Q and A with Woojin Lee


Korean harpist Woojin Lee recently took home the top prize at the 2018 Hong Kong International Harp Competition. Her competition success (seventh prize at the USA IHC in 2016, fifth prize in the 2015 Korea International Harp Competition, and third prize in the 2012 Thailand International Harp Competition) got us wondering how she prepares and if she had any tips for harpists interested in following in her footsteps.

Congratulations on your recent win! You are obviously very experienced in harp competitions. Walk us through your training. How do you get ready for major competitions?

Once the set pieces for the major competitions are released, I make a practice plan that spans until the day of the competition. On a smaller scale, I always plan the pieces and amount of time that I have to practice one day in advance. This organized practice structure has become a habit of mine so I naturally try to complete all the goals I set for each day. Also, rather than excessively thinking about preparing for a competition, I think of it as a chance to present my music to others. This makes it easier for me to have fun whilst practicing.

How did the Hong Kong competition differ from other events you have competed in?

Whether it is a competition or a concert, I always try to not have any regrets about my performance. So, my feelings about the Hong Kong competition were not really different from others. However, there were tough times where I felt like my performance ability was stagnant and there seemed to be no progress whilst preparing for this competition.

How did you overcome this? Any lessons that you’ve taken away from the experience and hope to put into practice in the future?

Since I’m very strict on myself, I always try to put on a better performance. But now that I think of it, I’m kind of curious about what would’ve been like if I enjoyed more and had fun while preparing.  However, once again, after participating in this contest, I see that results never betray my efforts!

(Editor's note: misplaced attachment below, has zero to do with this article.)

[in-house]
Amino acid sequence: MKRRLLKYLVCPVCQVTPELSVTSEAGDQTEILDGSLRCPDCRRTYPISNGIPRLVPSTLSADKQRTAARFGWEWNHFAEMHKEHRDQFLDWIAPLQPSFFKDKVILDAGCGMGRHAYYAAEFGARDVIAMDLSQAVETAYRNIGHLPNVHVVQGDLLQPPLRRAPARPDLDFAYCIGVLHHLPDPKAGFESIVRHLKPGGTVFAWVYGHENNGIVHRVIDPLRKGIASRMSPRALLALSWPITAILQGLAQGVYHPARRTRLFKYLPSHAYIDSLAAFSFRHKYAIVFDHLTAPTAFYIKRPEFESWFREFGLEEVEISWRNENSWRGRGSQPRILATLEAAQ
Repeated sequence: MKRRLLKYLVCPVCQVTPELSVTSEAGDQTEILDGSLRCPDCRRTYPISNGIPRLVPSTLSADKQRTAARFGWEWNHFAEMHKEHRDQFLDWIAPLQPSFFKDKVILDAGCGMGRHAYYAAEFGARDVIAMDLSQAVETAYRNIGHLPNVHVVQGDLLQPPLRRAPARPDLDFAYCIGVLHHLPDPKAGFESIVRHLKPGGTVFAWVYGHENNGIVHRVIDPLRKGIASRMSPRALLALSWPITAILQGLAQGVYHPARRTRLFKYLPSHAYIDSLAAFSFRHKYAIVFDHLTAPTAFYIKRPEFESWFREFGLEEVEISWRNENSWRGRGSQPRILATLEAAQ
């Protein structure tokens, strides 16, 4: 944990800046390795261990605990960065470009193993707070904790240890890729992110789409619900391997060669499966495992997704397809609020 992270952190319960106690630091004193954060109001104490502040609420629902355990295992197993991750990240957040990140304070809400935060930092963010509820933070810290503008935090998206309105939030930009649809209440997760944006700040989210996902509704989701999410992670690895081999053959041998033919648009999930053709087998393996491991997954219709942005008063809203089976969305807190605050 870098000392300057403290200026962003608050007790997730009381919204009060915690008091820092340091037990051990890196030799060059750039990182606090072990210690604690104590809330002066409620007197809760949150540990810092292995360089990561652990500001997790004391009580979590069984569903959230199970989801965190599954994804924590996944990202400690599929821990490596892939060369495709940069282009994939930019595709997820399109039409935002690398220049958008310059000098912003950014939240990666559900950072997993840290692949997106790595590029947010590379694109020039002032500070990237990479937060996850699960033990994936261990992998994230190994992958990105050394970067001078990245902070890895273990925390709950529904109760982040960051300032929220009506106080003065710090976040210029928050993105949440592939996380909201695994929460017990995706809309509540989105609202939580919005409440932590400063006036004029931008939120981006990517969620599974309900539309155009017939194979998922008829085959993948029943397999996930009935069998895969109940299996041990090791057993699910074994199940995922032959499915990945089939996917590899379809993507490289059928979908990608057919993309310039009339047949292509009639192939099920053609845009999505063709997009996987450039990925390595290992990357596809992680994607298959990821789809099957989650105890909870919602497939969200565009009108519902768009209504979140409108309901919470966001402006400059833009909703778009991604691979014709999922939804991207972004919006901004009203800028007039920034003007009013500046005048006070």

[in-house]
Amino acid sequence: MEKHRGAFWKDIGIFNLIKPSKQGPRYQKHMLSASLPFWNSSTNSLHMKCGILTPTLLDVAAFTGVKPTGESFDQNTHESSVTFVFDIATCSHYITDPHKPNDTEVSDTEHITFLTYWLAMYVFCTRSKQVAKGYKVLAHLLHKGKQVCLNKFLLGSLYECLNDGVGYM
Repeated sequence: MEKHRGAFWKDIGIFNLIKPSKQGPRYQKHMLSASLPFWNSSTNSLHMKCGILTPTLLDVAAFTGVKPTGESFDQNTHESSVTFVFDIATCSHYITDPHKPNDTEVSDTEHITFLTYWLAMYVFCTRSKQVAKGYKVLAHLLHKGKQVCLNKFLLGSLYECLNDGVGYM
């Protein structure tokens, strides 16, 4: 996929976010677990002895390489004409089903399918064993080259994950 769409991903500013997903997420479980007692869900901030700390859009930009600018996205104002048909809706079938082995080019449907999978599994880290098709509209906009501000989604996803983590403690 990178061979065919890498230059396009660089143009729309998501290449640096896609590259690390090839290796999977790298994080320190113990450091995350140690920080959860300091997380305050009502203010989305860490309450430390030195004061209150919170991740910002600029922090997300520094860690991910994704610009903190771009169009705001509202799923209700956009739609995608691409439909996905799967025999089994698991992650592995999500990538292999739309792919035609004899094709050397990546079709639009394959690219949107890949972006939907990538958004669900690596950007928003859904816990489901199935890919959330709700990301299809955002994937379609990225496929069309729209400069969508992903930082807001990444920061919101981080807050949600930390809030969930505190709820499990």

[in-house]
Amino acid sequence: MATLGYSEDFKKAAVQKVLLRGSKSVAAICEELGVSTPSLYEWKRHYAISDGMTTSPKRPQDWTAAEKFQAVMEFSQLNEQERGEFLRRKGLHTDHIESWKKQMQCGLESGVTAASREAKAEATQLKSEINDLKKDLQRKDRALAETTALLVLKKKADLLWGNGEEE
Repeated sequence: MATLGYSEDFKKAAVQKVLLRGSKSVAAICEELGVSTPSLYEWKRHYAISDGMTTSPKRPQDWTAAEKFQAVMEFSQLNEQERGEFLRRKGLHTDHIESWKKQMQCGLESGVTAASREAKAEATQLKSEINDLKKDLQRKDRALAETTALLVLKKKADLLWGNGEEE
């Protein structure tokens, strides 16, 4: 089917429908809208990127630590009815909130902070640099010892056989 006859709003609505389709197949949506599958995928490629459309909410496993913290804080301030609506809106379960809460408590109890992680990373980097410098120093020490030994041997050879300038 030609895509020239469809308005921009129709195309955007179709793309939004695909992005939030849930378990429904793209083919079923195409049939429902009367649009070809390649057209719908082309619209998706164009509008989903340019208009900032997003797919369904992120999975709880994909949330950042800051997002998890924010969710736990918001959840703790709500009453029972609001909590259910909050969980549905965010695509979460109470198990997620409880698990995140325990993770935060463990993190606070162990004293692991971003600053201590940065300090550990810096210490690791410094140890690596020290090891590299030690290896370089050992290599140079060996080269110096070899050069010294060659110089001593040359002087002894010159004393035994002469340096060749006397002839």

Once you found out that you won, how did you celebrate the results?

For me, the expression of my music and the feedback about it is more important than the result of the competition, so expecting results wasn’t my main concern. But when I saw my name on first place, I was really happy! Right after the results came out, I shared my joy with my families in Korea, friends in CNSMDP, and my professors!

What tips do you have for harpists hoping to find success when they compete?

I think winning in competitions is one of achievement of becoming a successful musician! In my opinion, expressing one’s true self in the music is key, and the results will naturally follow. If I persevere and make people come to enjoy my music, isn’t it a success as a musician?

Well said. So, what’s next for you? Where do you see yourself in a few (or more!) years?

I’m preparing for the USA competition next year. Since it is my second challenge, I will prepare it more systematically to have no regrets! See you in Bloomington!

As for the more distant future, I’d like to give back to a place where the harp is not very accessible and there aren’t many opportunities for harp masterclasses and concerts. That is my country, Korea. I want to be of a helping role to those who dream of becoming harpists in Korea.

Anything else you’d like to add?

I’d just like to thank everyone who supports me and my harp journey. There are so many people I would like to thank: my teacher, Isabelle Moretti, all the harpists that greatly inspired me, everybody who supported me and expressed their liking for my music, my fellow harpists, and all the harpists I’ve met so far ever since I started playing. They are all so special to me. Thank you.

Click here to see the full list of results from the Hong Kong International Harp Competition.


About Author

Stephanie Gustafson Amfahr is a harpist and teacher based in Houston, TX. Currently principal harpist with Baton Rouge Symphony Orchestra, she is also a co-founder of the Houston Youth Harp Ensemble, young artist with Da Camera of Houston and on faculty at Blue Lake Fine Arts Camp in Twin Lake, MI. She started writing for Harp Column in September 2017.

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